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Scientific aptitude better explains poor responses to teaching of evolution than psychological conflicts

Nature Ecology & Evolutionvolume 2pages388394 (2018) | Download Citation


It is considered a myth that non-acceptance of scientific consensus on emotive topics is owing to difficulties processing scientific information and is, instead, owing to belief-associated psychological conflicts, the strongest non-acceptors being highly educated. It has been unclear whether these results from adults explain variation in response to school-level teaching. We studied a cohort of UK secondary school students (aged 14–16) and assessed their acceptance and understanding of evolution. In addition, to address their aptitude for science we assessed their understanding of genetics and their teacher-derived assessment of science aptitude. As both models predict, students with low initial evolution acceptance scores showed lower increases in the understanding of evolution. Contrary to conventional wisdom, this effect is better explained by lack of aptitude: before teaching, students with low acceptance had lower understanding of both evolution and of genetics; the low-acceptance students sat disproportionately in the foundation (rather than higher) science classes; low-acceptance students showed lower increments in the understanding of genetics; and student gain in the understanding of evolution correlated positively with gain in the understanding of genetics. We find no evidence either for a role for psychological conflict in determining response to teaching or that strong rejectors are more commonly of a higher ability. From qualitative data we hypothesize that religious students can avoid psychological conflict by adopting a compatibilist attitude. We conclude that there are students recalcitrant to the teaching of science (as currently taught) and that these students are more likely to not accept the scientific consensus. Optimizing methods to teach recalcitrant students is an important avenue for research.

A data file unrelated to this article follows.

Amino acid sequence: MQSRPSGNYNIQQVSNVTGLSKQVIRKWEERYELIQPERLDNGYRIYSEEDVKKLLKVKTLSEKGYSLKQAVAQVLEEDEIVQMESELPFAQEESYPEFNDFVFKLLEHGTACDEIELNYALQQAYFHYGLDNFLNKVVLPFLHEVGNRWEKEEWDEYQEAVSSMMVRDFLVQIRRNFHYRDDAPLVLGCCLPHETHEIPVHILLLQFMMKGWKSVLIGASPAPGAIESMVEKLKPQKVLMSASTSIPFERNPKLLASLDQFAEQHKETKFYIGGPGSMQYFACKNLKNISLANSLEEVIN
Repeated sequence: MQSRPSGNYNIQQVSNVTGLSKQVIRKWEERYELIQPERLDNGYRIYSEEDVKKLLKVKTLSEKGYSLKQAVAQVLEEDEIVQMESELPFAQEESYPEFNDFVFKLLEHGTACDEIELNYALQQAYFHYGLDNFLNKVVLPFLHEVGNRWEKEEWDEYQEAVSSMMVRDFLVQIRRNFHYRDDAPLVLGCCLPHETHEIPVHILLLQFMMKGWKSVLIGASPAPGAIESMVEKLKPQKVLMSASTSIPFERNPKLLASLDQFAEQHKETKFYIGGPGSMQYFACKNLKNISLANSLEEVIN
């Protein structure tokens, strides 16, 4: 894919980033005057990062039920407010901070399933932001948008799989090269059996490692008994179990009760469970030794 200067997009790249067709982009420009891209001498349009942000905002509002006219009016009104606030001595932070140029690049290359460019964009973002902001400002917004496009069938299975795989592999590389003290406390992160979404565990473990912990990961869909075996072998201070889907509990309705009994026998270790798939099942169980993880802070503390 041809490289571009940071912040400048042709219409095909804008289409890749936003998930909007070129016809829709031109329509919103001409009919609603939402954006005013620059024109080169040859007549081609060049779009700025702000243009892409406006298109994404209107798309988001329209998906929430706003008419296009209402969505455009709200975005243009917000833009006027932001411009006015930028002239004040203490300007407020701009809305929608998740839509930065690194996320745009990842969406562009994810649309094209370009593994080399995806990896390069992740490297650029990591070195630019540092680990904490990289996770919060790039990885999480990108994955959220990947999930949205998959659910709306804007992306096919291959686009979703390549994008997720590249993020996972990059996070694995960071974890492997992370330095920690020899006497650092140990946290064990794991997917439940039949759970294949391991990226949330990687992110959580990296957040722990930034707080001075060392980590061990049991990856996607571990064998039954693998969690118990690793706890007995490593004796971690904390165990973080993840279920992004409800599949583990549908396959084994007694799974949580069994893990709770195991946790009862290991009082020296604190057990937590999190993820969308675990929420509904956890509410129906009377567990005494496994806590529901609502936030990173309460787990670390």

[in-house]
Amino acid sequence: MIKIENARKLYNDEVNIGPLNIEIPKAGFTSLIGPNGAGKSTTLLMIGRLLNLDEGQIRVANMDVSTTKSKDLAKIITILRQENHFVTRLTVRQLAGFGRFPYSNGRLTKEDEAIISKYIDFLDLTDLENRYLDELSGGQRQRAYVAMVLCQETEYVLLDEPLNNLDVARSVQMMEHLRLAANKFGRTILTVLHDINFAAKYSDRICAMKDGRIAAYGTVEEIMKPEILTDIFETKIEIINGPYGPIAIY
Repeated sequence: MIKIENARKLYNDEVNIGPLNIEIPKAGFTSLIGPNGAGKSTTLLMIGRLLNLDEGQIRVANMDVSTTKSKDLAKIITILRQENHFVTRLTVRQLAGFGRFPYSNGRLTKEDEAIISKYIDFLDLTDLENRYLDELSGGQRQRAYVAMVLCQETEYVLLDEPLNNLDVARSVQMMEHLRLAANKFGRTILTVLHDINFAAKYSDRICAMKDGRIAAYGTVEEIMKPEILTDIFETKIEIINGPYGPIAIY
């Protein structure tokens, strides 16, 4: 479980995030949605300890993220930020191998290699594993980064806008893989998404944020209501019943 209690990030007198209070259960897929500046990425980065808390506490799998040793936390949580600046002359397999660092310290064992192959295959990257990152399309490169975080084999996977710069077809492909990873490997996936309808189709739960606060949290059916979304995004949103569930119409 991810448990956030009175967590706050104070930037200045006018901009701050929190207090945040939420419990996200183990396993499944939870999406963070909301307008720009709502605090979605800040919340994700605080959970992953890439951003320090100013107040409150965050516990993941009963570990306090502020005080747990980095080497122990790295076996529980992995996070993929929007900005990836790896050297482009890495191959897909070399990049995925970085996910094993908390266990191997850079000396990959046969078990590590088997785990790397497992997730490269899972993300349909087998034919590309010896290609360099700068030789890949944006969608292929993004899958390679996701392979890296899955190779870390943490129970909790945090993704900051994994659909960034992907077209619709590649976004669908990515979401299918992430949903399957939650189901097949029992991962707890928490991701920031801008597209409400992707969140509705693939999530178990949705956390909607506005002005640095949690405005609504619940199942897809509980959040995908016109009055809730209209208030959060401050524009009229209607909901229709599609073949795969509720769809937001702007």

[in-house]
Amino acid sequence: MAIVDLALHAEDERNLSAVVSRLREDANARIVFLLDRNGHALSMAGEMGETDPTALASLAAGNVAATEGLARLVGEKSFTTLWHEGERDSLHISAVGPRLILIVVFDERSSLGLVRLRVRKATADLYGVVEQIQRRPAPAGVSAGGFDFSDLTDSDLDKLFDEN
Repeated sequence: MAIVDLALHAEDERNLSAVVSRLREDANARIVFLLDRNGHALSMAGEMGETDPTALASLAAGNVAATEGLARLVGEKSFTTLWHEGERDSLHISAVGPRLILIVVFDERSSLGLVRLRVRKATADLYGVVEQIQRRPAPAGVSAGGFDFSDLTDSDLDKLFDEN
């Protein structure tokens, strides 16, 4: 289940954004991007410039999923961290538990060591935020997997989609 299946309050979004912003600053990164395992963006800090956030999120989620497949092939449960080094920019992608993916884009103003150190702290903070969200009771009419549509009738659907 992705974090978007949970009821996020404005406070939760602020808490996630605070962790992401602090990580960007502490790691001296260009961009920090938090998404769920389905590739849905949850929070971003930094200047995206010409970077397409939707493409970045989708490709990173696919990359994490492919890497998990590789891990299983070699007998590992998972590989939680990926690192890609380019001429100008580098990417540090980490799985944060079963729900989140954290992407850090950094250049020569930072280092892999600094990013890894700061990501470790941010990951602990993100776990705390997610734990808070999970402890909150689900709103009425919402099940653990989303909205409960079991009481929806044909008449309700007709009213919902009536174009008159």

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We thank J. Milner and the Evolution Education Trust for funding.

Author information


  1. The Milner Centre for Evolution, Department of Biology and Biochemistry, University Of Bath, Bath, UK

    • Rebecca Mead
    • , Momna Hejmadi
    •  & Laurence D. Hurst


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L.D.H., M.H. and R.M. devised the programme of work. M.H. and L.D.H. supervised the project. R.M. collected the data. L.D.H. analysed the data. R.M., M.H. and L.D.H. wrote or edited the paper.

Competing interests

The authors declare no competing financial interests.

Corresponding author

Correspondence to Laurence D. Hurst.

Supplementary information

  1. Supplementary Information

    Supplementary notes; Supplementary results; Supplementary Figure 1; Supplementary Tables 1–3; Supplementary References.

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